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  34. Max Oelschlaeger (1993). History, Ecology, and the Denial of Death: A Re-Reading of Conservation, Sexual Personae, and the Good Society. Journal of Social Philosophy 24 (3):19-39.
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  35. Mika Pantzar (1993). Do Commodities Reproduce Themselves Through Human Beings? Toward an Ecology of Goods. World Futures 38 (4):201-224.
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  36. J. -R. Raviot (2002). Ecology and the Deep Forces of Perestroika. Diogenes 49 (194):120-125.
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  37. David Russell, Social Ecology Education and Research.
    The roots of social ecology are embedded in the fertile soil that was the Hawkesbury Diploma in Rural Extension, first offered in 1970, at what was then known as Hawkesbury Agricultural College and now the University of Western Sydney. The program changed its title to Graduate Diploma in Extension in 1974, and again in 1982, to Graduate Diploma in Social Communication. During this period the key features of the program remained the same: it was always highly experiential; it overtly fostered (...)
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  38. George J. Seidel (1971). Heidegger: Philosopher for Ecologists? [REVIEW] Man and World 4 (1):93-99.
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  39. Deborah Slicer (1995). Is There an Ecofeminism–Deep Ecology “Debate”? Environmental Ethics 17 (2):151-169.
    I discuss six problems with Warwick Fox’s “The Deep Ecology–Ecofeminism Debate and Its Parallels” and conclude that until Fox and some other deep ecologists take the time to study feminism and ecofeminist analyses, only disputes—not genuine debate—will occur between these two parties. An understanding of the six issues that I discuss is a precondition for such a debate.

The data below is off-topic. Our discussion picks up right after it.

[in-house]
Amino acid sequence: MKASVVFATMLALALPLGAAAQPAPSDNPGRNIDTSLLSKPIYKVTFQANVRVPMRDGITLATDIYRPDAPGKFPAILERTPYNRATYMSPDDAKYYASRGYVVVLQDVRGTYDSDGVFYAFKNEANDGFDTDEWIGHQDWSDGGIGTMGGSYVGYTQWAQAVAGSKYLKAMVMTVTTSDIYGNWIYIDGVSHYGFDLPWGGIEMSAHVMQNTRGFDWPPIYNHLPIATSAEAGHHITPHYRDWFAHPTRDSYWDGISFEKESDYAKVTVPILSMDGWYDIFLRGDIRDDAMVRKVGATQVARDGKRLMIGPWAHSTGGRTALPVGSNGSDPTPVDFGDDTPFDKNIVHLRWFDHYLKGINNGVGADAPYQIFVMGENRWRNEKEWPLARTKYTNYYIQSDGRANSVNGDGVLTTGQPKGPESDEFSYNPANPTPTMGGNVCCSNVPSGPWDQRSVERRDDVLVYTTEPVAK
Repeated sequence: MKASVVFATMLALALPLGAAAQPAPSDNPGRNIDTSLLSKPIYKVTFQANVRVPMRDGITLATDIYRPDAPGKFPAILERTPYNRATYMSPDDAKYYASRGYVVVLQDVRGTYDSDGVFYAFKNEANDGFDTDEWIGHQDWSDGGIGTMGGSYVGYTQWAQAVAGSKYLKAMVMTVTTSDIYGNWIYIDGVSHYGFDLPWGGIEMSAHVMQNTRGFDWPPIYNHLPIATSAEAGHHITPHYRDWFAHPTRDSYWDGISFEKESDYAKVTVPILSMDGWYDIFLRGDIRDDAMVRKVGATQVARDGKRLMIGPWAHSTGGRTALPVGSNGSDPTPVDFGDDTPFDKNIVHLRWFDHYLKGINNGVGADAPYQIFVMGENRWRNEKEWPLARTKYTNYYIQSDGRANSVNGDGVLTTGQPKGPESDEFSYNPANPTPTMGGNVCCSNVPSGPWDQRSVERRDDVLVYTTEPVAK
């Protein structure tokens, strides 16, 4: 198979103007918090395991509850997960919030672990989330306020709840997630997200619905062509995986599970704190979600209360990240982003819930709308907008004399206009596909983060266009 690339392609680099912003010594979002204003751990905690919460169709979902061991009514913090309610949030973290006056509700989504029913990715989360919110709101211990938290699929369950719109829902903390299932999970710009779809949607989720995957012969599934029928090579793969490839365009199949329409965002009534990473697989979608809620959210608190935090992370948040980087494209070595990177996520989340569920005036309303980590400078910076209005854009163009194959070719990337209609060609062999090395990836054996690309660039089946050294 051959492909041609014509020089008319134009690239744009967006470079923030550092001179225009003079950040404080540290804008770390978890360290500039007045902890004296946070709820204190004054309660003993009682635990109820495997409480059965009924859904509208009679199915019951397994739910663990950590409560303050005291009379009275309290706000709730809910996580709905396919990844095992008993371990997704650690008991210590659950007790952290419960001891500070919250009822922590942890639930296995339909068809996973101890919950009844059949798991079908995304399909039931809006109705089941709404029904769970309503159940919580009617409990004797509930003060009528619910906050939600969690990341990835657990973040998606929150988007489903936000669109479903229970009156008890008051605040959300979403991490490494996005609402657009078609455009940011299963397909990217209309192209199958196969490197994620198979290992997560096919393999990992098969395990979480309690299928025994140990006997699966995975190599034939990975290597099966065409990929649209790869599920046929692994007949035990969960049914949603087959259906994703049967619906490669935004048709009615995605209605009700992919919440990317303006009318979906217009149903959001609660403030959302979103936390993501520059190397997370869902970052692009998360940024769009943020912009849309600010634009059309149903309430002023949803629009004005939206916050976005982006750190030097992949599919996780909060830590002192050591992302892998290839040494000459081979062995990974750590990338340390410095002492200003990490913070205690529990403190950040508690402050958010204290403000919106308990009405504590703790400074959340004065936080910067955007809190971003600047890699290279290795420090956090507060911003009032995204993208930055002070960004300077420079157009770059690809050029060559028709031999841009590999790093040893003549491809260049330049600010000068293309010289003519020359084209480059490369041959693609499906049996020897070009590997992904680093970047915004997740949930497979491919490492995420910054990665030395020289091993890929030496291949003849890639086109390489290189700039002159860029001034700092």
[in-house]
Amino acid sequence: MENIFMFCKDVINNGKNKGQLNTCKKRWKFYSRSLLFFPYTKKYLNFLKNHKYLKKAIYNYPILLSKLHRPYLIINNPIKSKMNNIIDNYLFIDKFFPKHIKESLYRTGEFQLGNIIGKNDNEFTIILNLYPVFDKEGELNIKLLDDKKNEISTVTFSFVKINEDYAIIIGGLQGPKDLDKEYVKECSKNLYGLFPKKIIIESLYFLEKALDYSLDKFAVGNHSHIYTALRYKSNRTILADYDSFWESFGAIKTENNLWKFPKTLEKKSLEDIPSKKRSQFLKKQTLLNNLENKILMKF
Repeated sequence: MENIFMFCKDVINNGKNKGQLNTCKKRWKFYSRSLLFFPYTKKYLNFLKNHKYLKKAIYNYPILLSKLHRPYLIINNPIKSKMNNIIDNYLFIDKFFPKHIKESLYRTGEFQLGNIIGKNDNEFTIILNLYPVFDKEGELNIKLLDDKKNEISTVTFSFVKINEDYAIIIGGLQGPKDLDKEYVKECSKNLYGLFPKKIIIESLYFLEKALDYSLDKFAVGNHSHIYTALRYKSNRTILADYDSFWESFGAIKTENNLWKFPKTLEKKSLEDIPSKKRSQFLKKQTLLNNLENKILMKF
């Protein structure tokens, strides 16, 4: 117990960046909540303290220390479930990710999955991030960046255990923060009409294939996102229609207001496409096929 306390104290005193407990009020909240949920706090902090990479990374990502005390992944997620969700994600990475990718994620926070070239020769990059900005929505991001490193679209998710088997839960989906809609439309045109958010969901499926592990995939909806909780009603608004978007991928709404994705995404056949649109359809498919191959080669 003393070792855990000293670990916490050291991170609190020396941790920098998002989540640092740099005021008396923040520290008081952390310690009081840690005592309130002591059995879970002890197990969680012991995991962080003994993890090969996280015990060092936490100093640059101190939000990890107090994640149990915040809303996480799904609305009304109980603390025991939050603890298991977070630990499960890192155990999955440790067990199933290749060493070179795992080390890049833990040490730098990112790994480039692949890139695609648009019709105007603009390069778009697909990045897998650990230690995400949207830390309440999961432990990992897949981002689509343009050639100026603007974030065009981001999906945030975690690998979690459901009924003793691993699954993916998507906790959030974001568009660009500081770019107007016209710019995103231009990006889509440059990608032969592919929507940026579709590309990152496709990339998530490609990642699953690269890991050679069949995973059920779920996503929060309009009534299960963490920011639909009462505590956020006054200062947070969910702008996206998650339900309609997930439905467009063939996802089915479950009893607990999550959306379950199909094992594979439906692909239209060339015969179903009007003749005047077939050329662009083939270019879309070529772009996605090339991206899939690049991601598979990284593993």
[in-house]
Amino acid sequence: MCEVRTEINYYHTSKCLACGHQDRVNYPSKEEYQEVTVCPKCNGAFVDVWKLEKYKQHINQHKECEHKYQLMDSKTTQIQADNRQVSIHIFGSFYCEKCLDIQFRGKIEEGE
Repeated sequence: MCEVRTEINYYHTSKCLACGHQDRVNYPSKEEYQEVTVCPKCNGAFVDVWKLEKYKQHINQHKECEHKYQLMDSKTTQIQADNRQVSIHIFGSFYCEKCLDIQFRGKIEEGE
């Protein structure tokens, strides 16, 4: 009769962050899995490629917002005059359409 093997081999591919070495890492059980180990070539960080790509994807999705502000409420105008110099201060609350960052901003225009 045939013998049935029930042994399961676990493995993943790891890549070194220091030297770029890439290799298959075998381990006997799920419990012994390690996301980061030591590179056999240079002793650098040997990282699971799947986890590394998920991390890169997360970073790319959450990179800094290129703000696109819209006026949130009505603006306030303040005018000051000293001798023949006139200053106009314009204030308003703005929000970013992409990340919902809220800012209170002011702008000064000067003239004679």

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  40. Philip Anthony Stott & Sian Sullivan (eds.) (2000). Political Ecology: Science, Myth and Power. Oxford University Press.
    Political ecology has developed as an academic discipline in reaction to the increased concern of nations and individuals about humanity's adverse impact on the environment and the ways international bodies have moved to counter this impact. This new text draws together international experts at the cutting edge of this new field to focus on real world examples of problems and the tension between developed and developing states.
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  41. Peter J. Taylor (1997). “Appearances Notwithstanding, We Are All Doing Something Like Political Ecology”. Social Epistemology 11 (1):111 – 127.
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  42. John Tinnell (2010). Bernd Herzogenrath (Ed.) (2009) Deleuze/Guattari and Ecology, Basingstoke: Palgrave Macmillan, 290pp. [REVIEW] Deleuze Studies 4 (1):145-151.
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  43. A. R. Turton (2000). Precipitation, People, Pipelines and Power in Southern Africa : Towards a "Virtual Water"-Based Political Ecology Discourse. In Philip Anthony Stott & Sian Sullivan (eds.), Political Ecology: Science, Myth and Power. Oxford University Press.
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  44. Steven Vogel (2003). Marx's Ecology: Materialism and Nature. [REVIEW] Environmental Ethics 25 (3):313-315.
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  45. Chris Williams (2010). Ecology and Socialism: [Solutions to Capitalist Ecological Crisis]. Haymarket Books.
    A timely, well-grounded analysis that reveals an inconvenient truth: we can't save capitalism and save the planet.